· hugo · site

I moved my website from Jekyll to Hugo. Hugo is not only fast to generate but also easy to customize, thanks to its compresensive documentation. My site is adjusted from Academic Theme, deployed from GitHub and hosted at netlify. This workflow seems amazing (and even free!!). I can simply push new .md to GitHub and Netlify will automatically generate the website.

I made numerous changes to the theme. Probably one of the most obvious is the navigation bar. I also let it scroll up in posts, with the help of this Medium article.

Jaan Altosaar’s website teaches me how to make the header image responsive to window size, considering a huge amount of reading online is throught mobile. This Github gist let me know how to add a button to show Disqus comments.

What inspires me most is the website of Kieran Healy. I borrowed the basic structure of his publications and blog posts. Although the theme he used is completely different from mine, the transformation is still not that painful.

Blogdown or not?

I’ve been struggling with whether or not to use blogdown to render the website, which compiles *.Rmd and *.md through knitr and pandoc (instead of *.md only through Blackfriday). In that sense I can generate post and figures (throught R) automatically.

However, I find I’m not that satisfied with that workflow. I will have to compile the website first, blogdown::hugo_build(), and push the public/ folder for deployment. I also find the figure path configuration still not quite stable. This may be not that surprising since blogdown is still at its early stage. I believe perhaps netlify will soon provide ways to run blogdown::hugo_build() in their server automatically after user’s pushing to GitHub so that users do not need to compile the website in advance. This would make blogdown much more appealing.

Below I will show some setting in my adjustments.

Code

Highight is done by hilight.js. This example is due to Kieran Healy.

library(extrafont)
library(ggplot2)
library(gapminder)

p = ggplot(data = gapminder,
mapping = aes(x = gdpPercap,
y = lifeExp,
color = continent,
fill = continent)) +
geom_point() +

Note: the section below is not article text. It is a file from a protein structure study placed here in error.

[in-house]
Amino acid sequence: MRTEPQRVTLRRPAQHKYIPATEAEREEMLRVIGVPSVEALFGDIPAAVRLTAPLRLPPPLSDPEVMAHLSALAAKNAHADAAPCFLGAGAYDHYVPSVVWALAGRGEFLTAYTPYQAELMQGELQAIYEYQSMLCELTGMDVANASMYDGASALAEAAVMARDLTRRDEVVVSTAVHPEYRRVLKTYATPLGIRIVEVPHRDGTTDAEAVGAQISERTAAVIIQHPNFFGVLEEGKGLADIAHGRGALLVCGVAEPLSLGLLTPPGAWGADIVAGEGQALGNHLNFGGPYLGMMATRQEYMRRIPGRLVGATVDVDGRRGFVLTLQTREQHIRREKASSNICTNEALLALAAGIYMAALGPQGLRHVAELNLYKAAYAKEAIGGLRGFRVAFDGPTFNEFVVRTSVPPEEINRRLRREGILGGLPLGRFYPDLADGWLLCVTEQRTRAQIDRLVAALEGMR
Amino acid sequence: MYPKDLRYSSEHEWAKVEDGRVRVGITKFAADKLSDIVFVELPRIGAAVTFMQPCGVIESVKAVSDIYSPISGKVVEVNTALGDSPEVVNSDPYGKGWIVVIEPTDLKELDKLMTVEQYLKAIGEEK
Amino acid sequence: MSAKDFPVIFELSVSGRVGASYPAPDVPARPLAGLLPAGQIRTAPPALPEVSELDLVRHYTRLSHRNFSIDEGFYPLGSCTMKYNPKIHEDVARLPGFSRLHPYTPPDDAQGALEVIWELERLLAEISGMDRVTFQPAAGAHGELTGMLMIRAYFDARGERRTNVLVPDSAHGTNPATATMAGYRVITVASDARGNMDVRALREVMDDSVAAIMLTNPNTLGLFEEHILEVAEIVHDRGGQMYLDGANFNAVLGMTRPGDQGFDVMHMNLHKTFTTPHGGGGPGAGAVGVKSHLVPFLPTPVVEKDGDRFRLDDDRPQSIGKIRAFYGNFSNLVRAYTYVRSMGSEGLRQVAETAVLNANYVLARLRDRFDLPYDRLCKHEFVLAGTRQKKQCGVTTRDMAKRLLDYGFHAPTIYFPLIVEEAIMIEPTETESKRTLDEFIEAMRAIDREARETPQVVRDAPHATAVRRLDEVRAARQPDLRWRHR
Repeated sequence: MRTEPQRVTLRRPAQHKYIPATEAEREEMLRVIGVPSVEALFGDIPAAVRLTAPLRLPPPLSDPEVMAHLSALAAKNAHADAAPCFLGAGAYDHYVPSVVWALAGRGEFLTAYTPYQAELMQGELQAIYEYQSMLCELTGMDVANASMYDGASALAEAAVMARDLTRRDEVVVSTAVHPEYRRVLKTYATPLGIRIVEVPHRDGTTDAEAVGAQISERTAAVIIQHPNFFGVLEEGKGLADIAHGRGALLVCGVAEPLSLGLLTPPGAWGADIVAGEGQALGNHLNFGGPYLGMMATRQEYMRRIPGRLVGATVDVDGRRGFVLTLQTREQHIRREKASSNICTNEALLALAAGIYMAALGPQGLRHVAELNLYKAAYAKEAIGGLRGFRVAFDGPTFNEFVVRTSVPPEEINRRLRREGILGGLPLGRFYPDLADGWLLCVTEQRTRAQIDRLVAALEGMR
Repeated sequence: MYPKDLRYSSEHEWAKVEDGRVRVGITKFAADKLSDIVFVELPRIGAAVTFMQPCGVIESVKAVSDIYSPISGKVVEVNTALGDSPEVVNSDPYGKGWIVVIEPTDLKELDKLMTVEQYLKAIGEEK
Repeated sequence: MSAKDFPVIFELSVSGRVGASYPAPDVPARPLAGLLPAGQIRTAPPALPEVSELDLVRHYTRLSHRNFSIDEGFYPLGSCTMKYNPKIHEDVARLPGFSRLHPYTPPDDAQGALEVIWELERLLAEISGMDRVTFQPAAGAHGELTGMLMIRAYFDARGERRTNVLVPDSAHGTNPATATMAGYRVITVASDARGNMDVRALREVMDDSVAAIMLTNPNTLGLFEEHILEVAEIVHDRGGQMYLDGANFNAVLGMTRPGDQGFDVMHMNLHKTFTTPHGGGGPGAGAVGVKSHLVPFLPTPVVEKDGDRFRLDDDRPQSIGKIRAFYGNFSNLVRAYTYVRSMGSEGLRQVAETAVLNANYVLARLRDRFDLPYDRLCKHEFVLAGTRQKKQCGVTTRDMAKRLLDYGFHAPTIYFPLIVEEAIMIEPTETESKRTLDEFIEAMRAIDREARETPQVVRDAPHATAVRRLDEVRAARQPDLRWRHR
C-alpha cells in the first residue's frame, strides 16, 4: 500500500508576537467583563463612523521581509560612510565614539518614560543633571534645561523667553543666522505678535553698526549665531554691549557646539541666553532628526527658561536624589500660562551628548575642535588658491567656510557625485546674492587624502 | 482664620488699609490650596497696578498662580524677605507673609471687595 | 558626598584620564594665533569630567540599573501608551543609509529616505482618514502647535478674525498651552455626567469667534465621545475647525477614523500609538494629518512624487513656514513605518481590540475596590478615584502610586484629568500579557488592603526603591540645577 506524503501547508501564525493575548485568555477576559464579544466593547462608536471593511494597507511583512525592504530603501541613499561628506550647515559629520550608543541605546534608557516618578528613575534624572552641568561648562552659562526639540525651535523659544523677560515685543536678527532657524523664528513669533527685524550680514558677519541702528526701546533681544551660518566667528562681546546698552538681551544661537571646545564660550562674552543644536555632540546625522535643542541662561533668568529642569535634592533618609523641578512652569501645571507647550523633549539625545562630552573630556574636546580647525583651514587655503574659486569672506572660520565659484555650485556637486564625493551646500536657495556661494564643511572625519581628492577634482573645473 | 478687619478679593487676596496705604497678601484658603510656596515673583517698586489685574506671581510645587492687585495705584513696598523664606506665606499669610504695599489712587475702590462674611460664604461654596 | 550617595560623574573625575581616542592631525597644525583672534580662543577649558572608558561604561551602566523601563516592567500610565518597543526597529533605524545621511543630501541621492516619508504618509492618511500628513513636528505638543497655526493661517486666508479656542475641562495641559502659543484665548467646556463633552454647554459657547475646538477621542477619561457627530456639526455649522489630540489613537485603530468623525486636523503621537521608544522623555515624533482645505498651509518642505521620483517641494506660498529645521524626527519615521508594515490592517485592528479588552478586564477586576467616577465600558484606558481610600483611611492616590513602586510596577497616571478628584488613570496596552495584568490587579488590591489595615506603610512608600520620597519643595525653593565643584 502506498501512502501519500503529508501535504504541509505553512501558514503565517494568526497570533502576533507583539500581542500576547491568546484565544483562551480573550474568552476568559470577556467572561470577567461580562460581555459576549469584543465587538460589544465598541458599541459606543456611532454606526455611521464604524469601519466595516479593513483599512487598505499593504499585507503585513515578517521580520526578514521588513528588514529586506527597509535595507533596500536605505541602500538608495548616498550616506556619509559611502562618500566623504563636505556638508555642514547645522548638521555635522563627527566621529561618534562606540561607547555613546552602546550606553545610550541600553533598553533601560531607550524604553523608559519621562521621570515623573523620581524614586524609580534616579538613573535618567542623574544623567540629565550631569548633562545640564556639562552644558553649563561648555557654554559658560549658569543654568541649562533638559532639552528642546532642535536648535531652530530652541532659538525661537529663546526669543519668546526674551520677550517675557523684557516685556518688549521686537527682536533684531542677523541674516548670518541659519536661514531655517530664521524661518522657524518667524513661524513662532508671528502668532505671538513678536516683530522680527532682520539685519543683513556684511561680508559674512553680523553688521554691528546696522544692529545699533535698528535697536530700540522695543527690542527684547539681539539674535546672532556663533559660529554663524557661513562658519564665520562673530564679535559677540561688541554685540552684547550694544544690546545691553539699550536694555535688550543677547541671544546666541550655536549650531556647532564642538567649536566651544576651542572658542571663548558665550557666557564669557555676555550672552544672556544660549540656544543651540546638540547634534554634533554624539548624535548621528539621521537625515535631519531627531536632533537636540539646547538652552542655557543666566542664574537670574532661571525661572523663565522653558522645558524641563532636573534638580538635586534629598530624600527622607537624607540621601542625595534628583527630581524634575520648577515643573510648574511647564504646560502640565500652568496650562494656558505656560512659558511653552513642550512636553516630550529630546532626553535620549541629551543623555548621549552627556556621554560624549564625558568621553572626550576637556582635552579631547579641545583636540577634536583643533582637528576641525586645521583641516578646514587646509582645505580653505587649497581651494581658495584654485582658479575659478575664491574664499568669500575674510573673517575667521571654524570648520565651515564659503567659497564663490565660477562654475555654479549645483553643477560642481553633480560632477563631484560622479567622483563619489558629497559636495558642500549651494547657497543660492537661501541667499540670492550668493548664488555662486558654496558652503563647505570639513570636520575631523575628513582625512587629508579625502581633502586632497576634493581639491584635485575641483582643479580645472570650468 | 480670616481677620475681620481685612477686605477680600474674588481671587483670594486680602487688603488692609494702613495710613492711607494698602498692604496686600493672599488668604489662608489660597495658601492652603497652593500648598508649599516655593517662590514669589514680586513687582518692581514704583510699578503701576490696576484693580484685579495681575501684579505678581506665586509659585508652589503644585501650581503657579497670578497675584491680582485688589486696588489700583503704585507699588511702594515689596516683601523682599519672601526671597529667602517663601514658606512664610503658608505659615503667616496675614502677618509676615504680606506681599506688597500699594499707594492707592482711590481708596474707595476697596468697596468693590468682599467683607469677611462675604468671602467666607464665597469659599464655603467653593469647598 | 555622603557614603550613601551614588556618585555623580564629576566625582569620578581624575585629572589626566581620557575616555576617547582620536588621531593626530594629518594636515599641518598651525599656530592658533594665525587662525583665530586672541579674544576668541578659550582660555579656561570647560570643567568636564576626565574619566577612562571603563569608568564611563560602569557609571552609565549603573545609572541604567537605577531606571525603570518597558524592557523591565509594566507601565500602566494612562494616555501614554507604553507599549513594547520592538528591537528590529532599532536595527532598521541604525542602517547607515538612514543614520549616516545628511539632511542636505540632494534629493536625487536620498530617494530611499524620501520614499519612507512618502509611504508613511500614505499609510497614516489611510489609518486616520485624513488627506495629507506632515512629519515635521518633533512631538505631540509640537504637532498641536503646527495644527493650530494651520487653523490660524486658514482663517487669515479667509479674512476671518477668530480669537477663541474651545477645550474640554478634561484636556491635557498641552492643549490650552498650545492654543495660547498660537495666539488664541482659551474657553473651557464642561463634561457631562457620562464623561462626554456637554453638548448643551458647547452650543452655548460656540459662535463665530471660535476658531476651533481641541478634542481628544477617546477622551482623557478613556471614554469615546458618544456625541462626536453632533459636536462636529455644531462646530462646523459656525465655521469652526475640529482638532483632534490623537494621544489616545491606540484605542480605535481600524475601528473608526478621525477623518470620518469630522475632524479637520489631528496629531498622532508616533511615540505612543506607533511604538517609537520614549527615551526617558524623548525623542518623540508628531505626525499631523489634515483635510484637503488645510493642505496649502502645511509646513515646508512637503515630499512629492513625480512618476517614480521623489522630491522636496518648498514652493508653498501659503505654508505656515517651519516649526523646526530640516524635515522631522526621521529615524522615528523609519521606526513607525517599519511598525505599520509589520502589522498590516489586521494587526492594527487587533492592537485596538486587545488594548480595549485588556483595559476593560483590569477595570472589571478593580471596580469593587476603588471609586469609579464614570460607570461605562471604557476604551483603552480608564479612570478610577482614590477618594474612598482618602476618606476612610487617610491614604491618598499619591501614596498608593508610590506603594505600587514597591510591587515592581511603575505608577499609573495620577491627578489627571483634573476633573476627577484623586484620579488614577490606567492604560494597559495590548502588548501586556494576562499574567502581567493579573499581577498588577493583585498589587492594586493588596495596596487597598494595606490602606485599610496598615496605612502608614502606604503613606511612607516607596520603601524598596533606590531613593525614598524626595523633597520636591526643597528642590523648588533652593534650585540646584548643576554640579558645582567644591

geom_smooth(method = "loess") +
scale_x_log10() +
xlab("GDP per capita (log)") +
ylab("life expectancy") +
theme_minimal() +
theme(legend.position = "top")

svg("~/plot/life-gdp.svg", width=6, height=4,
family="Myriad Web Pro Condensed")
print(p)
dev.off()


Figure

The above R code will generate the following figure:

Figure caption is done by shortcodes:

{{< figure
src="/img/post/powered-by-hugo/life-gdp.svg"
title="Life Expectancy and Log GDP per Capita" >}}


Table

Code:

| Command           | Description                    |
| ------------------| ------------------------------ |
| hugo            | Build your website.            |
| hugo serve -w   | View your website.             |


Result:

Command Description
hugo Build your website.
hugo serve -w View your website.

Math

Of course you can type $\rm \LaTeX$ with the help of MathJax:

$$\lim_{ n \to \infty } {\rm Pr} \left ( \sqrt{n} \left ( \frac{ \bar{ X_n } - \mu }{ \sigma } \right ) \leq x \right ) = \int^x_{ -\infty } \frac{ 1 }{ \sqrt{ 2 \pi } } e^{ -y^2 / 2 }\,{\rm d}y$$

$$\lim_{ n \to \infty } {\rm Pr} \left ( \sqrt{n} \left ( \frac{ \bar{ X_n } - \mu }{ \sigma } \right ) \leq x \right ) = \int^x\_{ -\infty } \frac{ 1 }{ \sqrt{ 2 \pi } } e^{ -y^2 / 2 }\,{\rm d}y$$


Also inline mode: $\mathbf{ \hat{ \beta } } = \left ( \mathbf{X}’ \mathbf{X} \right )^{-1} \mathbf{X}’ \mathbf{y}$.

Also inline mode: $\mathbf{ \hat{ \beta } } = \left ( \mathbf{X}' \mathbf{X} \right )^{-1} \mathbf{X}' \mathbf{y}$.


Note the use of backslash \ to escape certian special characters, such as \\$, \{, \_. Here is a good discussion on StackExchange.

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